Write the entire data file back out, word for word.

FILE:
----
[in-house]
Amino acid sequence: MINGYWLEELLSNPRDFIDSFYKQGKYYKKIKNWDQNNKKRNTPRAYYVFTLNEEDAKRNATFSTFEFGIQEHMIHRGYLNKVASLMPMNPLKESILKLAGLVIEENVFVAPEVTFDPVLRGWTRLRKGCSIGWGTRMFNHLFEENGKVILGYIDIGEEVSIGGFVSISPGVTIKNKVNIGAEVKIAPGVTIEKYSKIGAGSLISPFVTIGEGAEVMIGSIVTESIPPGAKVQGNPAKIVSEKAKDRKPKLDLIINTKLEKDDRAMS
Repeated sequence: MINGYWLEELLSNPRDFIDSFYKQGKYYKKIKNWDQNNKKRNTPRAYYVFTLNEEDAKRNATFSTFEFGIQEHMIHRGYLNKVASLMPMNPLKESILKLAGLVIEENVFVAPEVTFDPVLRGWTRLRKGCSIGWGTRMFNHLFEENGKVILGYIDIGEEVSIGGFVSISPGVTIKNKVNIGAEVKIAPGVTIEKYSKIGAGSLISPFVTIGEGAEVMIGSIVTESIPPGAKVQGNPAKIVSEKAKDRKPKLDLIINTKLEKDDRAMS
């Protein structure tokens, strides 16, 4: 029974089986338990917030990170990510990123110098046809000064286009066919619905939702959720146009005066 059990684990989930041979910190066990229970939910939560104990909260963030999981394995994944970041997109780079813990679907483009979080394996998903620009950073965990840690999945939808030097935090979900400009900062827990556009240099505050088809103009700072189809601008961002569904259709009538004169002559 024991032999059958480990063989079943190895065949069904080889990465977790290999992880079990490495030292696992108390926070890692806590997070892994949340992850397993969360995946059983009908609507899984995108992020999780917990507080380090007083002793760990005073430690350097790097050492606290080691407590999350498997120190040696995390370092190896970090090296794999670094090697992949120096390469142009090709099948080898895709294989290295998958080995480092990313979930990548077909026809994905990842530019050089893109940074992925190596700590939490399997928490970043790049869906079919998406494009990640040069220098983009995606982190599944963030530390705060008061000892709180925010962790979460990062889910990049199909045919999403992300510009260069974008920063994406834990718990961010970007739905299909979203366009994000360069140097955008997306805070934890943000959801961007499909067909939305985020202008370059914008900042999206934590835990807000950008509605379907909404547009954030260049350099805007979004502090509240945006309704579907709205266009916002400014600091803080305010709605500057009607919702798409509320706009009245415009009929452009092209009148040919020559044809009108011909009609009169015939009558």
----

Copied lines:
[in-house]
Amino acid sequence: MINGYWLEELLSNPRDFIDSFYKQGKYYKKIKNWDQNNKKRNTPRAYYVFTLNEEDAKRNATFSTFEFGIQEHMIHRGYLNKVASLMPMNPLKESILKLAGLVIEENVFVAPEVTFDPVLRGWTRLRKGCSIGWGTRMFNHLFEENGKVILGYIDIGEEVSIGGFVSISPGVTIKNKVNIGAEVKIAPGVTIEKYSKIGAGSLISPFVTIGEGAEVMIGSIVTESIPPGAKVQGNPAKIVSEKAKDRKPKLDLIINTKLEKDDRAMS
Repeated sequence: MINGYWLEELLSNPRDFIDSFYKQGKYYKKIKNWDQNNKKRNTPRAYYVFTLNEEDAKRNATFSTFEFGIQEHMIHRGYLNKVASLMPMNPLKESILKLAGLVIEENVFVAPEVTFDPVLRGWTRLRKGCSIGWGTRMFNHLFEENGKVILGYIDIGEEVSIGGFVSISPGVTIKNKVNIGAEVKIAPGVTIEKYSKIGAGSLISPFVTIGEGAEVMIGSIVTESIPPGAKVQGNPAKIVSEKAKDRKPKLDLIINTKLEKDDRAMS
């Protein structure tokens, strides 16, 4: 029974089986338990917030990170990510990123110098046809000064286009066919619905939702959720146009005066 059990684990989930041979910190066990229970939910939560104990909260963030999981394995994944970041997109780079813990679907483009979080394996998903620009950073965990840690999945939808030097935090979900400009900062827990556009240099505050088809103009700072189809601008961002569904259709009538004169002559 024991032999059958480990063989079943190895065949069904080889990465977790290999992880079990490495030292696992108390926070890692806590997070892994949340992850397993969360995946059983009908609507899984995108992020999780917990507080380090007083002793760990005073430690350097790097050492606290080691407590999350498997120190040696995390370092190896970090090296794999670094090697992949120096390469142009090709099948080898895709294989290295998958080995480092990313979930990548077909026809994905990842530019050089893109940074992925190596700590939490399997928490970043790049869906079919998406494009990640040069220098983009995606982190599944963030530390705060008061000892709180925010962790979460990062889910990049199909045919999403992300510009260069974008920063994406834990718990961010970007739905299909979203366009994000360069140097955008997306805070934890943000959801961007499909067909939305985020202008370059914008900042999206934590835990807000950008509605379907909404547009954030260049350099805007979004502090509240945006309704579907709205266009916002400014600091803080305010709605500057009607919702798409509320706009009245415009009929452009092209009148040919020559044809009108011909009609009169015939009558």